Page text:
Things you remember as a child
-Real Stream shovels- powered by steam
-Metal dashboards in cars
-Glass thermos bottles (remember the horrid sound of the tinkle, tinkle when you rattled it, dang, pop is going to be pissed I broke anothe one )
-Police cars with one single light in the middle of the roof (bubble gum machine as we called them)
-The TV control was a dial that gave a distinctive “click” at every turn (no remote)
-No AC in cars, or the house for that matter!
-Ice and selzer men
-Milk men (every morning open the metal box and find milk eggs and butter waiting for you)
elevator men (what floor? big handle on a round dial to go up or down )
What are your fond memories
CWN age 51
Things you remember as a child
Mrs. FtG brought home a little gift from a cow-orker who had gone on vacation. It was just a little wooden disk with a string looped through two holes in the middle of it. She had no idea what it was. I was stumped too. The wooden disk sort of looked like a large button. Button-string, button-string. (At this point, even Homer would have figured it out. Took me another day.)
It’s one of those spinning things I played with as a kid!
You hold the loop by the ends in each hand, “wind up” the button by twirling a bit, and then do this pull-relax thing to get it to spin faster and faster.
Ancient childhood memories dredged up.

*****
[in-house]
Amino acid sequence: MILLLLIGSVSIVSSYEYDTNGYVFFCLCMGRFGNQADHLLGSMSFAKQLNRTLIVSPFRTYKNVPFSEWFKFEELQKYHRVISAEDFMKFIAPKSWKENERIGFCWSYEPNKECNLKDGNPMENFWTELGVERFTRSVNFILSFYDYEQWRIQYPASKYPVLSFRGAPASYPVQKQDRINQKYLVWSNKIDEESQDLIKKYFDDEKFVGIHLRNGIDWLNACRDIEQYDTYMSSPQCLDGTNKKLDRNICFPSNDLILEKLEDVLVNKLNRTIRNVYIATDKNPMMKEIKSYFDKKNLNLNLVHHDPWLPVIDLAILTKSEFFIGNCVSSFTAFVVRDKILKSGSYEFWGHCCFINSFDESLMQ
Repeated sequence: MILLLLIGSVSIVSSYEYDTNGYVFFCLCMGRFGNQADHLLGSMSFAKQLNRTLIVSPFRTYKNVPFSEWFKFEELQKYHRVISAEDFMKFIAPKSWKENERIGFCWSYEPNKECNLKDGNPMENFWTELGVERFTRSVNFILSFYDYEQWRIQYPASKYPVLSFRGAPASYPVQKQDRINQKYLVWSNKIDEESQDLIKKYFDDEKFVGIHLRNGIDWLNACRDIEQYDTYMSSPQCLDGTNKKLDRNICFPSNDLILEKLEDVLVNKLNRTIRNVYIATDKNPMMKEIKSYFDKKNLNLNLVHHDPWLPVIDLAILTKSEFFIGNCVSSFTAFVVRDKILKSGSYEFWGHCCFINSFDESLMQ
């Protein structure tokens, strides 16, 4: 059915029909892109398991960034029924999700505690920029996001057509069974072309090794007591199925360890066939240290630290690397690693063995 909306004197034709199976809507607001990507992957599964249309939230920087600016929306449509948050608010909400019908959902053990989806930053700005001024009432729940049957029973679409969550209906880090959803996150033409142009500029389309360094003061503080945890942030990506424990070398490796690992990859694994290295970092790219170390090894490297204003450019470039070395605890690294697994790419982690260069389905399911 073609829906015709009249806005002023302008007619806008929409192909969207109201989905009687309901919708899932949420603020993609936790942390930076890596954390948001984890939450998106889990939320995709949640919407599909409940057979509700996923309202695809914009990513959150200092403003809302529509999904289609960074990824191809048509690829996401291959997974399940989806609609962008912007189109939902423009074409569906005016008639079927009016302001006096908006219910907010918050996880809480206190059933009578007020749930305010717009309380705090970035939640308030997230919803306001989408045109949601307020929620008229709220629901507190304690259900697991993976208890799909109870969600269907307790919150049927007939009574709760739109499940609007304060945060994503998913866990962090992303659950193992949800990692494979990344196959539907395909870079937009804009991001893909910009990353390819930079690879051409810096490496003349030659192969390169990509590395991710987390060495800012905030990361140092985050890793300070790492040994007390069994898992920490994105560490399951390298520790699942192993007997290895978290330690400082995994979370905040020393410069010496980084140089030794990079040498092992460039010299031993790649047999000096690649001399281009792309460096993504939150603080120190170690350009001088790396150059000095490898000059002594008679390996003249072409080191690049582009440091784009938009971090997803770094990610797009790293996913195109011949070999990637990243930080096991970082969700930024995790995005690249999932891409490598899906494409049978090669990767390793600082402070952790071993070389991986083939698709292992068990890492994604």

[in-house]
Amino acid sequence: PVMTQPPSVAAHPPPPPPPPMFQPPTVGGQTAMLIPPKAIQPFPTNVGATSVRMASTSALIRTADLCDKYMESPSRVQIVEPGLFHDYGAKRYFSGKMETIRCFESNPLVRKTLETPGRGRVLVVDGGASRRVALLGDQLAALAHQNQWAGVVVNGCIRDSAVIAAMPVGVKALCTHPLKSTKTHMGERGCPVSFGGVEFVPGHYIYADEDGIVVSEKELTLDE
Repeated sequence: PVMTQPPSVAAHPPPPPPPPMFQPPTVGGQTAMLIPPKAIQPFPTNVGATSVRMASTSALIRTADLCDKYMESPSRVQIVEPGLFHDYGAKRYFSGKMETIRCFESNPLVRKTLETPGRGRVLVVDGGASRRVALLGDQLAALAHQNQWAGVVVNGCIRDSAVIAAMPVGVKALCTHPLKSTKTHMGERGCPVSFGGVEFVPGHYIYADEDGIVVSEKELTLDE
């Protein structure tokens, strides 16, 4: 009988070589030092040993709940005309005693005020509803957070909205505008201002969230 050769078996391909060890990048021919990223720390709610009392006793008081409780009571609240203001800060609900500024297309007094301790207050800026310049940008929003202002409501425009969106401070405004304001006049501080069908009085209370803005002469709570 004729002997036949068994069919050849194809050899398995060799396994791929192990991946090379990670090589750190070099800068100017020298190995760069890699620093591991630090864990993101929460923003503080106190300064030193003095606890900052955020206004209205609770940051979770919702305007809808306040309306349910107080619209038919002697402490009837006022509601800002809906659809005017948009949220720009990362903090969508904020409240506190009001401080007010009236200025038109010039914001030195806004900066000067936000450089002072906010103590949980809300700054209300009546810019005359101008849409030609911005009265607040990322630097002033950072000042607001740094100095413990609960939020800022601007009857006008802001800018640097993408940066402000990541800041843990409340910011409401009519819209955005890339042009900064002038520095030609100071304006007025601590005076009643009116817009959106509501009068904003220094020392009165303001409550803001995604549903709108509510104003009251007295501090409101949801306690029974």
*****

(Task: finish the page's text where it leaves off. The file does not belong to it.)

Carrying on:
Believe it or not young’ns. This was what we played with back when. No GameBoys, no TickleMe Elmo. A button and a string was hours of fun.
A milkshake made on a huge Hamilton Beach mixer at the lunch counter at Kresge’s, with all the art deco and chrome design still unchanged from the 1940s.
The jukebox remote station at every booth in the restaurant, either the chrome and rounded glass models from the '40s or the “space-age” looking square cabinet from the late '50s. Pages of 45s listed. 10 cents for one play, 3 for a quarter.
Seven-ounce bottles of Coke for a nickel. Take it back empty and get two cents. A handful of candies - five for a penny.
TV Time home popcorn in a kit: squeeze out the yellow stuff from one side of the package, melt it in a pot, add the kernels from the other side, and shake the pot back and forth over the burner.
The back window of the car being big enough to sleep in.
Building go-karts out of spare lumber and mismatched baby carriage wheels.
A girder and panel erector set, with which you could make skyscrapers.